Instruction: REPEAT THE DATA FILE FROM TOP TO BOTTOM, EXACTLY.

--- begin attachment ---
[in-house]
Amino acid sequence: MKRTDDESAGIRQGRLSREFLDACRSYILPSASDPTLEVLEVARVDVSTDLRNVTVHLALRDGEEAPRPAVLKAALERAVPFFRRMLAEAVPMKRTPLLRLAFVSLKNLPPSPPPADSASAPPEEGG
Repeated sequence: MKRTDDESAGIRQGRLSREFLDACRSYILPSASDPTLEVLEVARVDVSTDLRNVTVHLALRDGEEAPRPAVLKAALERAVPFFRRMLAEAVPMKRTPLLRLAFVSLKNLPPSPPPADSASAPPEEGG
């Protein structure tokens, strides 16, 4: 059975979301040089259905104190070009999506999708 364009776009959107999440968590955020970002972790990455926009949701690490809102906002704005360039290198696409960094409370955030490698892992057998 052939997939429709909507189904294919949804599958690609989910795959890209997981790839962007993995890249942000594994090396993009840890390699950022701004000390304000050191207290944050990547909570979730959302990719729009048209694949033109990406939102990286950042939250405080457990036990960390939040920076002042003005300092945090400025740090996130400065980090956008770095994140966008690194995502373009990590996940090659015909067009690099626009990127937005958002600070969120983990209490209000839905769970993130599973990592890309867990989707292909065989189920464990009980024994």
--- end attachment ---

[in-house]
Amino acid sequence: MKRTDDESAGIRQGRLSREFLDACRSYILPSASDPTLEVLEVARVDVSTDLRNVTVHLALRDGEEAPRPAVLKAALERAVPFFRRMLAEAVPMKRTPLLRLAFVSLKNLPPSPPPADSASAPPEEGG
Repeated sequence: MKRTDDESAGIRQGRLSREFLDACRSYILPSASDPTLEVLEVARVDVSTDLRNVTVHLALRDGEEAPRPAVLKAALERAVPFFRRMLAEAVPMKRTPLLRLAFVSLKNLPPSPPPADSASAPPEEGG
């Protein structure tokens, strides 16, 4: 059975979301040089259905104190070009999506999708 364009776009959107999440968590955020970002972790990455926009949701690490809102906002704005360039290198696409960094409370955030490698892992057998 052939997939429709909507189904294919949804599958690609989910795959890209997981790839962007993995890249942000594994090396993009840890390699950022701004000390304000050191207290944050990547909570979730959302990719729009048209694949033109990406939102990286950042939250405080457990036990960390939040920076002042003005300092945090400025740090996130400065980090956008770095994140966008690194995502373009990590996940090659015909067009690099626009990127937005958002600070969120983990209490209000839905769970993130599973990592890309867990989707292909065989189920464990009980024994």